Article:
KINGSTON, Jamaica (JIS) – The Ministry of Health intends to introduce a human papillomavirus (HPV) vaccine this year in the fight against cervical cancer.“A study in the United States revealed that within four years of the vaccine’s introduction, HPV decreased by over 50 per cent among females aged 14 to 19. This is very good news for the fight against cervical cancer,” Minister of Health, Dr Christopher Tufton, has said.

In his message, read by Acting Director of Health Promotion and Disease Prevention, Dr Beverley Wright, at the launch of the Jamaica Cancer Society’s fundraising initiative, Relay for Life, at Emancipation Park in Kingston on April 26, Dr Tufton said the vaccine is just one of several interventions by the ministry to reduce cases of cancer among the population.

Tufton also said that an improved public health system should decrease delay in the screening, diagnosis and treatment of persons living with cancer.

Cancer accounts for 23 per cent of deaths. The most common cancers in Jamaica are prostate, lung and colorectal in men; and breast, cervical and colorectal cancers in women. Prostate and breast cancers are the leading cause of cancer-related deaths.

The minister noted that all cancers have a high chance of cure through early detection and proper treatment.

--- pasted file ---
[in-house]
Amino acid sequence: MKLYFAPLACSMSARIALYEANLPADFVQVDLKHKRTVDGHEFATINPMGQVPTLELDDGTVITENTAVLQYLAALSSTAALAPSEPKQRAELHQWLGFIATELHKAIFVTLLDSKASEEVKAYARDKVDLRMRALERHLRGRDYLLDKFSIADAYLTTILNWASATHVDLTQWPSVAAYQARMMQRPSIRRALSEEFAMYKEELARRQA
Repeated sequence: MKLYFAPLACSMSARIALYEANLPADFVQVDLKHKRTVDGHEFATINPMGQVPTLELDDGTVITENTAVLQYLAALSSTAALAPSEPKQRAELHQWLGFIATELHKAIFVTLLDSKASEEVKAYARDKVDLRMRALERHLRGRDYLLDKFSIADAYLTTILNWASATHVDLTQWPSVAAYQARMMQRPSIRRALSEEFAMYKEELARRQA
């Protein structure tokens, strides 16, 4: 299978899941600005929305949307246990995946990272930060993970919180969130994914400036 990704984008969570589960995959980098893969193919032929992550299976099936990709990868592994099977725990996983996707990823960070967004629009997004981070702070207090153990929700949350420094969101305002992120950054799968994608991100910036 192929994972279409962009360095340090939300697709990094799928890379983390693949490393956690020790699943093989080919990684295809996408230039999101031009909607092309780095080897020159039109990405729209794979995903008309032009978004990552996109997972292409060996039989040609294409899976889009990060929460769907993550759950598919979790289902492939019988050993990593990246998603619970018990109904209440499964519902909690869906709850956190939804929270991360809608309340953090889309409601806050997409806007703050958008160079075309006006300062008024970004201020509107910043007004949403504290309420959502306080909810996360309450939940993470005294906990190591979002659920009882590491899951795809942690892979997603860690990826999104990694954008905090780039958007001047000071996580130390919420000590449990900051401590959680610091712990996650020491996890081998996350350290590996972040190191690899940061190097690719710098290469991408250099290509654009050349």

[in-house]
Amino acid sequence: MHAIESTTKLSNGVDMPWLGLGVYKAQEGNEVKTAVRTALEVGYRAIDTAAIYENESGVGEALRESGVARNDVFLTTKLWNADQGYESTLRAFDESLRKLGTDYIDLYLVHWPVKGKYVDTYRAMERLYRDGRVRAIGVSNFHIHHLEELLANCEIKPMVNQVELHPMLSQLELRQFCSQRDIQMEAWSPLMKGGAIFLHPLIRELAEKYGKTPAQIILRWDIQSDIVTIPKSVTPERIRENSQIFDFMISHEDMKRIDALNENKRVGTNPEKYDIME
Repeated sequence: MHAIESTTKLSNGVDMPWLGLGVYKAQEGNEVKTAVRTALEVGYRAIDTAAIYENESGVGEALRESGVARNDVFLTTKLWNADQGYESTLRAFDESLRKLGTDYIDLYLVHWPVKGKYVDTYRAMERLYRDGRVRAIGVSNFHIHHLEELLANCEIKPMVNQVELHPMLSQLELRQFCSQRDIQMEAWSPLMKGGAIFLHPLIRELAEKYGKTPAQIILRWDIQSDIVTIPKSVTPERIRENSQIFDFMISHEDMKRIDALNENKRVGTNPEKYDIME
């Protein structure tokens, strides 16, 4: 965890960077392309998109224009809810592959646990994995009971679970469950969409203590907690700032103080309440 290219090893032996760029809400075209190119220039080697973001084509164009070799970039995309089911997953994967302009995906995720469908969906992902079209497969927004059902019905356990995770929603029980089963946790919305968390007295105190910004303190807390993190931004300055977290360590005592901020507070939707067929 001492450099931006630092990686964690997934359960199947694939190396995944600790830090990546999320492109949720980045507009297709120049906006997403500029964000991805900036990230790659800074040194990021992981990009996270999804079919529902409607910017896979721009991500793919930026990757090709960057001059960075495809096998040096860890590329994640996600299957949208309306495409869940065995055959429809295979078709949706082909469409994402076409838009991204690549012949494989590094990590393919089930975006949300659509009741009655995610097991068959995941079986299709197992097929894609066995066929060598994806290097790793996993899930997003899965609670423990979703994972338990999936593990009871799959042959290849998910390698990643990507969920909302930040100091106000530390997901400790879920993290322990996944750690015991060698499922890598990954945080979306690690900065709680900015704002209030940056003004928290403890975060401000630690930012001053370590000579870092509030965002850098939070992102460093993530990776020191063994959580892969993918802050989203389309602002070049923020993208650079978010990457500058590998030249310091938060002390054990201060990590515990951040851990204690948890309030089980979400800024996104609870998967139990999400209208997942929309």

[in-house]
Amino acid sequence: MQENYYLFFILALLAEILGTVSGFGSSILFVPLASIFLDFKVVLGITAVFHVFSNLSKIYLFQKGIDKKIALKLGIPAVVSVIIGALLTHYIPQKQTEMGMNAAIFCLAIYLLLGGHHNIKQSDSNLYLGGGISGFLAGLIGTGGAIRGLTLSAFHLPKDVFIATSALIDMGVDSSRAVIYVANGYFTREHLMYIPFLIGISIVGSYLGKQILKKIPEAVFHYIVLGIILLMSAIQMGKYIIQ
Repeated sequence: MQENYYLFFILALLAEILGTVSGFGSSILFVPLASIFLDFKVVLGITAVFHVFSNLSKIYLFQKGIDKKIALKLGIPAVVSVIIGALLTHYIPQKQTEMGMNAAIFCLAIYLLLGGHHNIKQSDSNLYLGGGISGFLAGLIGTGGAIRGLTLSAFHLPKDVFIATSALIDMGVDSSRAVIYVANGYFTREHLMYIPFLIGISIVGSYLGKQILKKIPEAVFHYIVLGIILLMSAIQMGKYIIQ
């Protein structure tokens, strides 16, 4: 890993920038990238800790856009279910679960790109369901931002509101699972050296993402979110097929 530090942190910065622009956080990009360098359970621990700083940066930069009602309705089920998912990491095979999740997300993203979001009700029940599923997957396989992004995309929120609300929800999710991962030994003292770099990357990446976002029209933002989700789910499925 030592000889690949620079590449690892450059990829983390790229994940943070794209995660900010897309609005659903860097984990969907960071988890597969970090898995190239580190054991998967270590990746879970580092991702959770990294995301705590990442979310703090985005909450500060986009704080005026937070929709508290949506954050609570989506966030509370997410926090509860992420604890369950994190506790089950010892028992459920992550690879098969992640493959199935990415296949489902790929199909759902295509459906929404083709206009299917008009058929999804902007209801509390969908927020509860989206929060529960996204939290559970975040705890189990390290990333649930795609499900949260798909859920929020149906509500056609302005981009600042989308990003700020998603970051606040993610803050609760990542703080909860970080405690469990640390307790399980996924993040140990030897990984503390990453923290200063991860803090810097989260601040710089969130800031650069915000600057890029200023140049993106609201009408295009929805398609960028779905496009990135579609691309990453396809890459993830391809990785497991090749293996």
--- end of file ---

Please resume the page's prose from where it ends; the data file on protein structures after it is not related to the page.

“More than 30 per cent of cancer deaths can be prevented by modifying or avoiding key risk factors, such as tobacco use, unhealthy diet with low fruit and vegetable intake, lack of physical activity, alcohol use, air pollution, overweight/obesity, exposure to radiation, inhalation of indoor smoke from household use of solid fuel (coal) and infections, such as HPV and Hepatitis B,” Tufton informed.

Stressing the importance of physical activity for good health, he said that research has shown that increased physical activity can assist in reducing the incidence of breast cancer by 13 per cent and colon cancer by 14 per cent.

This is consistent with the ministry’s programmes, which seek to encourage Jamaicans to adopt healthier lifestyles.

In 2013, the ministry commenced the implementation of the cabinet-approved National Strategic and Action Plan for the Prevention and Control of Non-Communicable Diseases (NCDs) in Jamaica. The plan, which emphasises cancer prevention, is slated to last from 2013 to 2018.

Most recently, the ministry launched the Jamaica Moves campaign, which encourages all Jamaicans to incorporate at least 30 minutes of physical activity in their daily routines.

The minister commended the Cancer Society for its commitment to raising public awareness and support for persons diagnosed with this life-threatening condition.

Under the theme ‘Let’s Keep Hope Alive’, the 15th staging of the fundraising initiative, Relay for Life, is slated to take place on June 17 and 18 at the Police Officers’ Club in Kingston.

The initiative aims to raise $15 million to assist newly diagnosed cancer patients in accessing treatment; and to promote greater awareness of the condition through public education programmes.

For more information, persons can contact the Jamaica Cancer Society at (876) 927-4265; (876) 564-4007 or visit

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